Nov. 20, 2006 -- Fox News anchor Bill O'Reilly's harsh words are usually reserved for his guests, but now he is attacking his own network.
O'Reilly and Geraldo Rivera -- among other Fox personalities -- are taking to Fox's airwaves to condemn the network for running two nights of interviews with O.J. Simpson about his new book
The book, which Fox also has a hand in publishing, is titled "If I Did It," and is a detailed, hypothetical account of how he would have killed his ex-wife, Nicole, and her friend, Ron Goldman.
The first interview is set to air on Nov. 27.
"I don't think any two people could be murdered without everybody being covered in blood," Simpson says in a commercial promoting the Fox special.
Rivera expressed his outrage at the book and interview on "Good Morning America."
"I think this project, whoever created it, is just about as low as you can go. This is an appalling idea involving a lowdown and dirty double [murderer] who's allowed to cash in on his crime," Rivera said. "Everybody in the world knows [O.J.] did it."
Boycotting the Book and Interview
The Goldman family has set up a Web site where tens of thousands of people have signed an online petition to boycott the show and the book.
Fred Goldman, Ron Goldman's father, wants to pressure advertisers and booksellers to back out.
"I would hope that the message from people in this country is sent to his publisher, is sent to Fox that this is disgusting, despicable," Goldman said in an interview with CNN's Larry King last week.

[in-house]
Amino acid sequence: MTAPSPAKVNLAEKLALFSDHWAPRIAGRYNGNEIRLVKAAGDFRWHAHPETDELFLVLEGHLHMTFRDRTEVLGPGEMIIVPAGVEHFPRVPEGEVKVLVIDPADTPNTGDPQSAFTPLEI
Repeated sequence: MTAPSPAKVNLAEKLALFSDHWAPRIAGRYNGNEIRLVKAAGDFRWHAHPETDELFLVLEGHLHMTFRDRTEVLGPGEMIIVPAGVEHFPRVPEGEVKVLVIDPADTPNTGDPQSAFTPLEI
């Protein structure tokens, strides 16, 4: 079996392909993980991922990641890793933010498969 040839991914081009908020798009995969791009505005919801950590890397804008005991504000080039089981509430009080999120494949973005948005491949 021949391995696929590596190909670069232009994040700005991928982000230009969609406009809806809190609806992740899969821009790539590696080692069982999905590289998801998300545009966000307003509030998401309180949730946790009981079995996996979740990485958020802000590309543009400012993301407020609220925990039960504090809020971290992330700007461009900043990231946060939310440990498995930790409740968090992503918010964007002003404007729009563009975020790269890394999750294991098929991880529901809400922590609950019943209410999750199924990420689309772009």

A local Fox station is not airing the Simpson interview at all.
Instead, WWCP in Altoona, Pa., will show a program on St. Jude Children's Hospital, and a special on domestic violence.
"We are going to take a financial loss, but you know some things are not for sale," said station president Frank Quitoni, about his decision to not air the Simpson interview.
Publisher Judith Regan, who conducted the interview with Simpson, says she did not pay Simpson for the interview.
In a statement, she said, "I wanted, as so many victims do, to hear him say 'I did it and I am sorry.'"
Regan said that she had been a victim of domestic violence years ago.
Rivera isn't buying Regan's statement.
"If Judith wanted to exorcise her own particular ghosts, I think there's a more effective way of doing it," he said on "GMA."
Will Simpson Profit?
Along with the moral issue comes a financial one: Will Simpson profit from the publicity?
"It hasn't been adequately explained. … How is O.J. profiting off of this?" said Wall Street Journal editor Christopher John Farley.
Of course, in a work of fiction, a confession would be meaningless, making the decision to put Simpson on television all the more controversial, critics say.
While Rivera may not boycott the Simpson interview and book like his colleague O'Reilly, he wants America to know that Fox's decision to pay Simpson. disgusts him.
"It's a free country. Do whatever you want. Just know that this is an appalling idea," he said.